When it comes to ecommerce, there has been a long going debate concerning quality and pricing. As the consumer cannot foresee the quality of a product before making the purchase, the only metric in front of them is price.
Another aspect is counterfeit products, where non-branded product looking identical to branded product is sold at cheaper rates. Over a short period, this would mean better margins, but it comes at a huge cost of customer’s trust.
The ecommerce market in India has been growing at a phenomenal rate with numerous startups mushrooming. eBay has been in this sector for a long time. However, in order to compete with competition and bring down its prices, it had to bring down the quality of its service. In the initial days, it did bring good business to the company, but over time people started to associate the brand with low quality products. This proved to be detrimental for the brand and it lost a big chunk of market.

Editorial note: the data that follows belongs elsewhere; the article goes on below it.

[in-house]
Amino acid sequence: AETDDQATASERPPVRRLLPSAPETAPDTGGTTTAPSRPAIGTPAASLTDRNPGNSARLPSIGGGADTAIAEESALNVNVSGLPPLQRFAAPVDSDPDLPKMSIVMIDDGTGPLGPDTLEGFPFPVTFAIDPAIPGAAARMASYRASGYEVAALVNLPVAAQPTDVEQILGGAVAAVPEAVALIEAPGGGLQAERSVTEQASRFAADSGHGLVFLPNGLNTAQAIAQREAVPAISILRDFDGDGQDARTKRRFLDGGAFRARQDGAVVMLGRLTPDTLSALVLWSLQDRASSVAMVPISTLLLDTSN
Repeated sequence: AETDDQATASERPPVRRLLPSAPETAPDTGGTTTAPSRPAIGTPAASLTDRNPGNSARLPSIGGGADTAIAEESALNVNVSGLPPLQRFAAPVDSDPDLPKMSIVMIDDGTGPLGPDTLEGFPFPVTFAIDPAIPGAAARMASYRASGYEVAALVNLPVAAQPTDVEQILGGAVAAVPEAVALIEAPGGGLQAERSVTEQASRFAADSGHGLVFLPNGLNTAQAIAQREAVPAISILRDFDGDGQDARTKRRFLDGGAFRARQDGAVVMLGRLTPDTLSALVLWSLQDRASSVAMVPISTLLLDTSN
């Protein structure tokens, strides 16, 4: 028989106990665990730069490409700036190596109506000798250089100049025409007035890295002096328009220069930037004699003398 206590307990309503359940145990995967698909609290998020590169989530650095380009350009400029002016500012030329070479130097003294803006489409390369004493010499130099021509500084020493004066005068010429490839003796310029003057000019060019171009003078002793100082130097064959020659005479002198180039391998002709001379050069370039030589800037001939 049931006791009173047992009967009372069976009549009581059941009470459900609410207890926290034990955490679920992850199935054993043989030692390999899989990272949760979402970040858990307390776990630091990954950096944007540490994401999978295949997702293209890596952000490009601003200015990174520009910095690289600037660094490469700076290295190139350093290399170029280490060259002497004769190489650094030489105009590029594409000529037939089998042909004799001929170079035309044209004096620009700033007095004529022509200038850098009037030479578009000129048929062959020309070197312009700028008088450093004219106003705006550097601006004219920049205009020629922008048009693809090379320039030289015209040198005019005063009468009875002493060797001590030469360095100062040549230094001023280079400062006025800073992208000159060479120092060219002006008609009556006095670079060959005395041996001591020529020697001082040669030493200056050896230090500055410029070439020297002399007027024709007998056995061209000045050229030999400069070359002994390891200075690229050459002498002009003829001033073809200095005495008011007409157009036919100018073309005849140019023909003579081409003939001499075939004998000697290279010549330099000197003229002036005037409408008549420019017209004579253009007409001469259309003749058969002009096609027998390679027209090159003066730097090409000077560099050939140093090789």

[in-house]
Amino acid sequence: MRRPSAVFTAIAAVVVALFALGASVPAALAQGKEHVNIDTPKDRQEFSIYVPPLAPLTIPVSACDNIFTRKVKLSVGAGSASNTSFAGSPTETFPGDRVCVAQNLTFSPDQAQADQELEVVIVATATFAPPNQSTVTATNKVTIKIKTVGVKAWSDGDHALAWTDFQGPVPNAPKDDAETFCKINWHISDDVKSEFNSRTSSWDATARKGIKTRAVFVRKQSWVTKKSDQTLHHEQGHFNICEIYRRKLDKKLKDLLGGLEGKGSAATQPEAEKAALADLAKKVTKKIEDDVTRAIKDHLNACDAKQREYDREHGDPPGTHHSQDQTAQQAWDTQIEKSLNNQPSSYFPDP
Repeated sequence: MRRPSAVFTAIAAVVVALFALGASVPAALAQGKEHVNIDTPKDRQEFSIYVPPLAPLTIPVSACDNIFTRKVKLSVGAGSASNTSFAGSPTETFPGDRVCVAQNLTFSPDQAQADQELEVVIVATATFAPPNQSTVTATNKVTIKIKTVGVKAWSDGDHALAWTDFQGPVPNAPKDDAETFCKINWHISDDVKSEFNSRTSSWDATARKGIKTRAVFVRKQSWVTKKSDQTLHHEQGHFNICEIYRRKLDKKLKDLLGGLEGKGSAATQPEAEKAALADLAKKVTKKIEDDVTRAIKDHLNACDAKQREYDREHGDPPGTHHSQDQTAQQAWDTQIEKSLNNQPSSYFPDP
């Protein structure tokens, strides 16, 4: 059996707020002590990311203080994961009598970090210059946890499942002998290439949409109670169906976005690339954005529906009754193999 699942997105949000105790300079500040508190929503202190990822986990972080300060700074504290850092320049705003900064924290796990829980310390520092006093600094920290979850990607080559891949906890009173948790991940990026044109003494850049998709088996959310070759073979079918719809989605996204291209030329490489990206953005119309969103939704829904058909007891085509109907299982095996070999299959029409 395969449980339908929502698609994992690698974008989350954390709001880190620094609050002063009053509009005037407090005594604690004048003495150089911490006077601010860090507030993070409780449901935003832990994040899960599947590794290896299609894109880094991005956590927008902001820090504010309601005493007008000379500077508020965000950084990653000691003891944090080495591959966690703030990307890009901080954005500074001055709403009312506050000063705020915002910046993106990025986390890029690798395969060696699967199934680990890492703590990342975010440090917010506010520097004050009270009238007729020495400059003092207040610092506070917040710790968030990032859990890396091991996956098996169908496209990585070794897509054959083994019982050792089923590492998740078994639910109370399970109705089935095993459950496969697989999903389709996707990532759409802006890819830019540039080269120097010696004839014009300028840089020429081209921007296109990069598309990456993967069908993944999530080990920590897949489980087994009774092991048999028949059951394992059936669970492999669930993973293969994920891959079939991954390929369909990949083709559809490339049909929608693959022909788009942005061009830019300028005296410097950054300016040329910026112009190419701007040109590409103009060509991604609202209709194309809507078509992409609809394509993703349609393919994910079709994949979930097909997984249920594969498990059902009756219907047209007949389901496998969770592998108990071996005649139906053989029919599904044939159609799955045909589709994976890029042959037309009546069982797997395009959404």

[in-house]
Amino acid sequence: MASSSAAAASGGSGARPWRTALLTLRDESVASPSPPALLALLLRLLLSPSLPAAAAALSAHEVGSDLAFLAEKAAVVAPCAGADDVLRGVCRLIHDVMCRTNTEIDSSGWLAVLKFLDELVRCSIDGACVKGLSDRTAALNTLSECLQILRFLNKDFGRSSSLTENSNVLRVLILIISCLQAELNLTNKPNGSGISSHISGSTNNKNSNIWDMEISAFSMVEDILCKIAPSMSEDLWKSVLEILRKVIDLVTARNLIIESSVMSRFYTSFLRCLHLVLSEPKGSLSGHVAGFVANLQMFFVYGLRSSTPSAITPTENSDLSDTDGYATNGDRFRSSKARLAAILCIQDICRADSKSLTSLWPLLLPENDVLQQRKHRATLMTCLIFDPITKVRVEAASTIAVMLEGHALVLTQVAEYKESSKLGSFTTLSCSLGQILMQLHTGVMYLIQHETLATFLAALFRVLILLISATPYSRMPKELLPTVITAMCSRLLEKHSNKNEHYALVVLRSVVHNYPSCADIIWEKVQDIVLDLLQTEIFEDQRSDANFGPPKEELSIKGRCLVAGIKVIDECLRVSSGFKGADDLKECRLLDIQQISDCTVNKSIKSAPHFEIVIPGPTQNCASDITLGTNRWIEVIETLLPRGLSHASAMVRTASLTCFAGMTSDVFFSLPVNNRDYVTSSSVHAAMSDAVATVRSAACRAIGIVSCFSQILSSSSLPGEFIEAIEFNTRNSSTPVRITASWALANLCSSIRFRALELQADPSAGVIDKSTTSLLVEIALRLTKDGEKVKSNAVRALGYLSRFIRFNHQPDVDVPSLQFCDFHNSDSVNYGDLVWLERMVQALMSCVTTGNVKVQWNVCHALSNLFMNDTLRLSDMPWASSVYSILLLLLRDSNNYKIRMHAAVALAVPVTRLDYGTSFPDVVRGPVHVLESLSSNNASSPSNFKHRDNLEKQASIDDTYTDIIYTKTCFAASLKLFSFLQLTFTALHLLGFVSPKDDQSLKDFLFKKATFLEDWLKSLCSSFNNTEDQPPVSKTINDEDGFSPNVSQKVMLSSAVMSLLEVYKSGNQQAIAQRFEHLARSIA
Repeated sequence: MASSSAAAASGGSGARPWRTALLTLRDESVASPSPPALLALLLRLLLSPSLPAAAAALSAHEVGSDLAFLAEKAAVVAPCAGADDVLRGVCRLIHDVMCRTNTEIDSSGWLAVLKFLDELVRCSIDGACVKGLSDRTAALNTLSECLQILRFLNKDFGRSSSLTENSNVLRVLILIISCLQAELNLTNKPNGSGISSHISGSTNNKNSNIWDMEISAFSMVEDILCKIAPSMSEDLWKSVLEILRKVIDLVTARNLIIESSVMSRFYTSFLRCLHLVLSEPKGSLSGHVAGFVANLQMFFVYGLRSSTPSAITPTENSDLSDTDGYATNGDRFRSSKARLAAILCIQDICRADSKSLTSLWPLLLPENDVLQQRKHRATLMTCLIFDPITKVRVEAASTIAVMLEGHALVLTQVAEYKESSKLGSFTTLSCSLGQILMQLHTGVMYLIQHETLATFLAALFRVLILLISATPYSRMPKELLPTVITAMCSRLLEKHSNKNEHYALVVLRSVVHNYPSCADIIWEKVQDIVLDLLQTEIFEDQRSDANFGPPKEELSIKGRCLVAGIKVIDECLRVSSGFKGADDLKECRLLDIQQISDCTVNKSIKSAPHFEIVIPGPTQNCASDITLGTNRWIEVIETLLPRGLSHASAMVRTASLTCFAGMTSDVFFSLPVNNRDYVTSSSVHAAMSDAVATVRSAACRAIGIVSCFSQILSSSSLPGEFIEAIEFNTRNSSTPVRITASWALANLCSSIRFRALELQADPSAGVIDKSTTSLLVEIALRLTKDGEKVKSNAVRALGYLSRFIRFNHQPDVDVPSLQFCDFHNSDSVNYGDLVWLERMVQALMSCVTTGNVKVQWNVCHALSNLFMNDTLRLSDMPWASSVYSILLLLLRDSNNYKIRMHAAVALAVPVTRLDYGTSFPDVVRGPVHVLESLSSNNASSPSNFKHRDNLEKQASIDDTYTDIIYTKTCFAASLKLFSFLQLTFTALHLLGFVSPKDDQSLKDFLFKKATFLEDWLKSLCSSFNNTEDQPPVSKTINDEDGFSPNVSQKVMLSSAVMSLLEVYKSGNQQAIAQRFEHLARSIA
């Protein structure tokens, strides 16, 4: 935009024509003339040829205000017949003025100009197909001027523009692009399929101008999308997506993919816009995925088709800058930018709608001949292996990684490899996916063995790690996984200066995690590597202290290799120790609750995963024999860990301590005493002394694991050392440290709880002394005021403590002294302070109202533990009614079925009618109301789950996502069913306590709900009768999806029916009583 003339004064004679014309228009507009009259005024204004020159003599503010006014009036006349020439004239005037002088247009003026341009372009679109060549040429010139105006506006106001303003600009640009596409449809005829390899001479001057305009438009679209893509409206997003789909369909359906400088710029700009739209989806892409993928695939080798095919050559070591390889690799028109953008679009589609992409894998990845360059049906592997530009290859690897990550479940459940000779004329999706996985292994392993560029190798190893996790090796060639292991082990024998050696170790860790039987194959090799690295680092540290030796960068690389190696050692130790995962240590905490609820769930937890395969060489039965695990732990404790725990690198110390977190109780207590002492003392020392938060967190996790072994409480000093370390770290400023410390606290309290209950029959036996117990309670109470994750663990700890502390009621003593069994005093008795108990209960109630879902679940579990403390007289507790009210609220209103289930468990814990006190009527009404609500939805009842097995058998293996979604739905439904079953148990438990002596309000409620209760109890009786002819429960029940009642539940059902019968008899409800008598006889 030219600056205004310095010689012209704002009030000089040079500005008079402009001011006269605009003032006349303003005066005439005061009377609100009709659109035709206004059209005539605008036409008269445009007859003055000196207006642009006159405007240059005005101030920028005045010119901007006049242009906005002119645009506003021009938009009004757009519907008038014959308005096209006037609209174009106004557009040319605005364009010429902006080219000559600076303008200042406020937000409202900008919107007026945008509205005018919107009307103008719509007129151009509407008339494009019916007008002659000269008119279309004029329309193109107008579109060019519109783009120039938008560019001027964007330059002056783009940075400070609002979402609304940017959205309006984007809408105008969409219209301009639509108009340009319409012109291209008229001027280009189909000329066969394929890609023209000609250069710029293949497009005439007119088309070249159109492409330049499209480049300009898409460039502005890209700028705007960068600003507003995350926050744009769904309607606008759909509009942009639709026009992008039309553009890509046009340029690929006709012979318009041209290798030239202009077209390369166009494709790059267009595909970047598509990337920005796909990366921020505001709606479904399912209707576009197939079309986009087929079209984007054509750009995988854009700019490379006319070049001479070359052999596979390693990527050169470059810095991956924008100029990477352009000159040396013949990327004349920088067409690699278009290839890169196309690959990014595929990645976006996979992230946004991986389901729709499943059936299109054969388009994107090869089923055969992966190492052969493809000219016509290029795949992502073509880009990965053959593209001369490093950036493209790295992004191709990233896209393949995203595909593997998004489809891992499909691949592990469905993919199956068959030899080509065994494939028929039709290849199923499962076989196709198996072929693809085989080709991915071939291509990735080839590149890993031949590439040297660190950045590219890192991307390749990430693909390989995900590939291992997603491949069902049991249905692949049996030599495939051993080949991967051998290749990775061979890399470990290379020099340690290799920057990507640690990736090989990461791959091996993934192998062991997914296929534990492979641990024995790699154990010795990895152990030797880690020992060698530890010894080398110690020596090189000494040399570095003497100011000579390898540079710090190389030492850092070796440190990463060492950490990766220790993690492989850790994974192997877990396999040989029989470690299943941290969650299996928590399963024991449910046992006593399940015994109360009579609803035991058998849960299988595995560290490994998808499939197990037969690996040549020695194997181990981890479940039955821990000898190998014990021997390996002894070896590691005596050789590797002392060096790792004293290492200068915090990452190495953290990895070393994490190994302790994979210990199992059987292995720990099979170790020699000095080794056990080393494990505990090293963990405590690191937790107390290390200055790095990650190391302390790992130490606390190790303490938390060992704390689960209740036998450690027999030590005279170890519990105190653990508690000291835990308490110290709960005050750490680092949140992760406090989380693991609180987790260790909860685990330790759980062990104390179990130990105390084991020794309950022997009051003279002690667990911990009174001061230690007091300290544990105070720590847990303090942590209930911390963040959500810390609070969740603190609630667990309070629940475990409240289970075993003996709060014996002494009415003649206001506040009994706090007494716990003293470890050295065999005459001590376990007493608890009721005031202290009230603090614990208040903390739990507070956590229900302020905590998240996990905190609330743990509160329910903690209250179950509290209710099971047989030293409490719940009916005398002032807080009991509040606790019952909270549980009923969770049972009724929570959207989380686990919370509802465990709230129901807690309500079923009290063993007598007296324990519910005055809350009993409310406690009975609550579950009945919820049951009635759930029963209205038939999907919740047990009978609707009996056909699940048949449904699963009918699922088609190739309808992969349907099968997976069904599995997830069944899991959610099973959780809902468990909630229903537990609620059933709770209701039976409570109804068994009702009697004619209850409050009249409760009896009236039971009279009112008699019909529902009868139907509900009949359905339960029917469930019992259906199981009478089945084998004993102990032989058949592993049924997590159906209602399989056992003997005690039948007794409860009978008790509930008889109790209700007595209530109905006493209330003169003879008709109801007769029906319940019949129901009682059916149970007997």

Most of the times, if they opt for quality items, they will pay less overall. Consider this; consumer A is buying low cost bag that costs $10, while consumer B buys a quality bag, which costs $15. Initially, consumer A does pay a lot less, but when that low cost bag runs down within a short period of time, the customer will have to make another purchase. However the quality bag will go on to serve the purpose. So in the end quality items do tend to cost consumer lesser.
Other than money, a noticeable issue related with choosing price over quality is the hassle of replacing the product. How annoying is it to have to replace something on a regular basis? It is tiring, especially if something breaks right after the warranty has expired. This is why quality is always paramount and one should not compromise just because of price.